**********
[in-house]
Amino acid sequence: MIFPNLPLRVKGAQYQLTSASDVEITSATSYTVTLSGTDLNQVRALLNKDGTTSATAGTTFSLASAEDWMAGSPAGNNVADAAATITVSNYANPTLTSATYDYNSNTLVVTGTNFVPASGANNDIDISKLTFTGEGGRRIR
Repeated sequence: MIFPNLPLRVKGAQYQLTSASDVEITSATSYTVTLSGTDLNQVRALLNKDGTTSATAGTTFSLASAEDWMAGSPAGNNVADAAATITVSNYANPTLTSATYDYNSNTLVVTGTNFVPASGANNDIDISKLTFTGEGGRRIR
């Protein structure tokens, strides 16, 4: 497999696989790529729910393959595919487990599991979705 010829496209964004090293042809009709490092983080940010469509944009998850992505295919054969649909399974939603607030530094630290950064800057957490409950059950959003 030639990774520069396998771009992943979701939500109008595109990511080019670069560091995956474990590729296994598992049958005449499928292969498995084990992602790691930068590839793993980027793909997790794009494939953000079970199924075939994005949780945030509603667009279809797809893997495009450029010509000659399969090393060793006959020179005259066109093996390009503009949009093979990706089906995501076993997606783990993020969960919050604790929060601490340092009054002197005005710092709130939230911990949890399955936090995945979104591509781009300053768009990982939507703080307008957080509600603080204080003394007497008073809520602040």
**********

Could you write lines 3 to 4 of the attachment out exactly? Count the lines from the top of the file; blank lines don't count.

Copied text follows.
Repeated sequence: MIFPNLPLRVKGAQYQLTSASDVEITSATSYTVTLSGTDLNQVRALLNKDGTTSATAGTTFSLASAEDWMAGSPAGNNVADAAATITVSNYANPTLTSATYDYNSNTLVVTGTNFVPASGANNDIDISKLTFTGEGGRRIR
């Protein structure tokens, strides 16, 4: 497999696989790529729910393959595919487990599991979705 010829496209964004090293042809009709490092983080940010469509944009998850992505295919054969649909399974939603607030530094630290950064800057957490409950059950959003 030639990774520069396998771009992943979701939500109008595109990511080019670069560091995956474990590729296994598992049958005449499928292969498995084990992602790691930068590839793993980027793909997790794009494939953000079970199924075939994005949780945030509603667009279809797809893997495009450029010509000659399969090393060793006959020179005259066109093996390009503009949009093979990706089906995501076993997606783990993020969960919050604790929060601490340092009054002197005005710092709130939230911990949890399955936090995945979104591509781009300053768009990982939507703080307008957080509600603080204080003394007497008073809520602040």